Question on 2002 Gujarat violence stirs debate

A question in the Central Board of Secondary Education’s Class 12 board examination on sociology, held on Wednesday, has created an uproar.

“The unprecedented scale and spread of anti-Muslim violence in Gujarat in 2002 took place under which Government?” asked question no. 23 in the Sociology paper. The choices offered to students were: “(a) Congress (b) BJP (c) Democratic (d) Republican.”

The CBSE said the question violated its guidelines. “A question has been asked in today’s Class 12 sociology Term 1 exam which is inappropriate and in violation of the CBSE guidelines for external subject experts for setting question papers. The CBSE acknowledges the error made and will take strict action against the responsible persons,” said a statement on the board’s official Twitter handle.

Several Sociology teachers pushed back saying the question was very much within the syllabus. In the assigned textbook “Indian Society”, a chapter on “The Challenges of Cultural Diversity” includes a section on communalism.

“To the extent that Governments can be held responsible for communal riots, no Government or ruling party can claim to be blameless in this regard,” says a paragraph on page 134 of the text approved by the NCERT. “In fact, the two most traumatic contemporary instances of communal violence occurred under each of the major political parties. The anti-Sikh riots of Delhi in 1984 took place under a Congress regime. The unprecedented scale and spread of anti-Muslim violence in Gujarat in 2002 took place under a BJP government.”

In March 2018, a similar sentence in the CBSE’s Class 12 political science textbook had been revised to remove the phrase “anti-Muslim”.

“There should be no controversy about this question. It is a clear fact mentioned in the book, within the context of different instances of communal violence, and students are expected to know this,” said a Sociology teacher from a well-known school who did not wish to be identified.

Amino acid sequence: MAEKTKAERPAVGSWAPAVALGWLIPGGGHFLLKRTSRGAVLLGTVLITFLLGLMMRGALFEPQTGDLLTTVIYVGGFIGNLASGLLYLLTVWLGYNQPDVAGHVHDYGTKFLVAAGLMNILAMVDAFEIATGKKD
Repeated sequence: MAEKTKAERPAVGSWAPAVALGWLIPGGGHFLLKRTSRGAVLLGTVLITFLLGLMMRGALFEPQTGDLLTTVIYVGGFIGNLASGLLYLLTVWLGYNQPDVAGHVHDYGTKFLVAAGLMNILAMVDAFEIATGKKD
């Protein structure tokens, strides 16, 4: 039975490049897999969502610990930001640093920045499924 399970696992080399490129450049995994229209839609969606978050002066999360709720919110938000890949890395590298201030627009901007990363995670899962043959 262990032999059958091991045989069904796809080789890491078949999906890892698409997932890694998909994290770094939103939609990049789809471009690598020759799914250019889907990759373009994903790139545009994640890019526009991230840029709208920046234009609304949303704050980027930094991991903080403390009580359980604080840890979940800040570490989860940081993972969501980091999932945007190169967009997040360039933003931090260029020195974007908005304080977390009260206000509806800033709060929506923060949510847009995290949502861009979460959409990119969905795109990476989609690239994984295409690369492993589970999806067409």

Another teacher who has previously set questions for the CBSE agreed that the question was within the syllabus, but noted that the Board’s guidelines for examination papers were more restrictive. “Ensure that the questions should be class-neutral, religion-neutral, not touching the controversial, social, political, critical issues under the prevailing conditions in the country,” say the guidelines seen by The Hindu.

Teachers and principals also noted that the CBSE examination committee has a strict vetting process, including a team of moderators who check the question papers drafted by external subject experts. “There is usually a three-level filtration process for cross-checking and verification, so it is not clear how this question got through,” said a CBSE principal, adding that the new format of two board examinations during the year due to COVID-19 may have led to some processes being rushed.

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Printable version | Jan 22, 2022 11:25:46 AM |

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